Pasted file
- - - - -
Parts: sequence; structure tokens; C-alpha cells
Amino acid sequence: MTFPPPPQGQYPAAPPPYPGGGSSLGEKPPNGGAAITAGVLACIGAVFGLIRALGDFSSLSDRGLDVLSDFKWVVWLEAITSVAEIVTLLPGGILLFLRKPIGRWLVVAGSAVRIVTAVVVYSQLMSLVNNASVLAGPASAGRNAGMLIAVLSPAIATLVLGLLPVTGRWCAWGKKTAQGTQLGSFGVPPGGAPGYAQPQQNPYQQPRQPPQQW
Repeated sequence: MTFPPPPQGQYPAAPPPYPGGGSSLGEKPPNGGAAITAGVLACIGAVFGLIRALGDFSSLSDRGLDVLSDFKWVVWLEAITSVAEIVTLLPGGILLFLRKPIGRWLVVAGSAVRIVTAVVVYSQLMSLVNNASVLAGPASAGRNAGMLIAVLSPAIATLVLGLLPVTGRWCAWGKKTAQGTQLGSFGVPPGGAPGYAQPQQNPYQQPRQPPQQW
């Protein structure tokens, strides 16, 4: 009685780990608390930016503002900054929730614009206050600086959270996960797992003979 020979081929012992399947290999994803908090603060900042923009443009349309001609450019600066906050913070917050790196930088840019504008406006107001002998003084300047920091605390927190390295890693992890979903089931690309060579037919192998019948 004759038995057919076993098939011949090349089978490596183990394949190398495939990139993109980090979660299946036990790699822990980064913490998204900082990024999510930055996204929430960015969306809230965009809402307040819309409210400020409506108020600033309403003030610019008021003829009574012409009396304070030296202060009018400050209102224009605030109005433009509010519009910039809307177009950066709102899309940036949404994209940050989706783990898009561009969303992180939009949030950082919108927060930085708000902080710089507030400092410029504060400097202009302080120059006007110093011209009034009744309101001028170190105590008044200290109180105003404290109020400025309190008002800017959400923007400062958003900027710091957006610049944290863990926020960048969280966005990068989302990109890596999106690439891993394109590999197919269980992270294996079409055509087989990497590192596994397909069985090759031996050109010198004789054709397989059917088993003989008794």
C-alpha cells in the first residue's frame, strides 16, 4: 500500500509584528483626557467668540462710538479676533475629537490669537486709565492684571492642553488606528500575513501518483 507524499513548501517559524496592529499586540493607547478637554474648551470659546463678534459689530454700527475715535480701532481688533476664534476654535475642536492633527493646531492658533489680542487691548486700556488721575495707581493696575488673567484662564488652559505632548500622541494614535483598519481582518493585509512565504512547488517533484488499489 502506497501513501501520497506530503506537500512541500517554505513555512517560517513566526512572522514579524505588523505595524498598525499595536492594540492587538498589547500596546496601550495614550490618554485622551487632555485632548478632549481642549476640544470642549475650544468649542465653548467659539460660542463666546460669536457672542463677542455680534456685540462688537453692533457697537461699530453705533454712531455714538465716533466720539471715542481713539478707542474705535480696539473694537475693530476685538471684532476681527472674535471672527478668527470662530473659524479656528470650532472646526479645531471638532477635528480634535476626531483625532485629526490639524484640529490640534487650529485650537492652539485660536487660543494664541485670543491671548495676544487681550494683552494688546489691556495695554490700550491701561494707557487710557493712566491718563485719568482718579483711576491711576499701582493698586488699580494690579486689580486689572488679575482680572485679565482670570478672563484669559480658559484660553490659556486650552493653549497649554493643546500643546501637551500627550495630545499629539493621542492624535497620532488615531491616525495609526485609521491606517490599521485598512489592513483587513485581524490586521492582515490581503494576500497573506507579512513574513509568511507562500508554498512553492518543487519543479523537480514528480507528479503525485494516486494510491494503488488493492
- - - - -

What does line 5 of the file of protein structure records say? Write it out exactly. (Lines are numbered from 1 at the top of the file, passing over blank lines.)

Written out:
C-alpha cells in the first residue's frame, strides 16, 4: 500500500509584528483626557467668540462710538479676533475629537490669537486709565492684571492642553488606528500575513501518483 507524499513548501517559524496592529499586540493607547478637554474648551470659546463678534459689530454700527475715535480701532481688533476664534476654535475642536492633527493646531492658533489680542487691548486700556488721575495707581493696575488673567484662564488652559505632548500622541494614535483598519481582518493585509512565504512547488517533484488499489 502506497501513501501520497506530503506537500512541500517554505513555512517560517513566526512572522514579524505588523505595524498598525499595536492594540492587538498589547500596546496601550495614550490618554485622551487632555485632548478632549481642549476640544470642549475650544468649542465653548467659539460660542463666546460669536457672542463677542455680534456685540462688537453692533457697537461699530453705533454712531455714538465716533466720539471715542481713539478707542474705535480696539473694537475693530476685538471684532476681527472674535471672527478668527470662530473659524479656528470650532472646526479645531471638532477635528480634535476626531483625532485629526490639524484640529490640534487650529485650537492652539485660536487660543494664541485670543491671548495676544487681550494683552494688546489691556495695554490700550491701561494707557487710557493712566491718563485719568482718579483711576491711576499701582493698586488699580494690579486689580486689572488679575482680572485679565482670570478672563484669559480658559484660553490659556486650552493653549497649554493643546500643546501637551500627550495630545499629539493621542492624535497620532488615531491616525495609526485609521491606517490599521485598512489592513483587513485581524490586521492582515490581503494576500497573506507579512513574513509568511507562500508554498512553492518543487519543479523537480514528480507528479503525485494516486494510491494503488488493492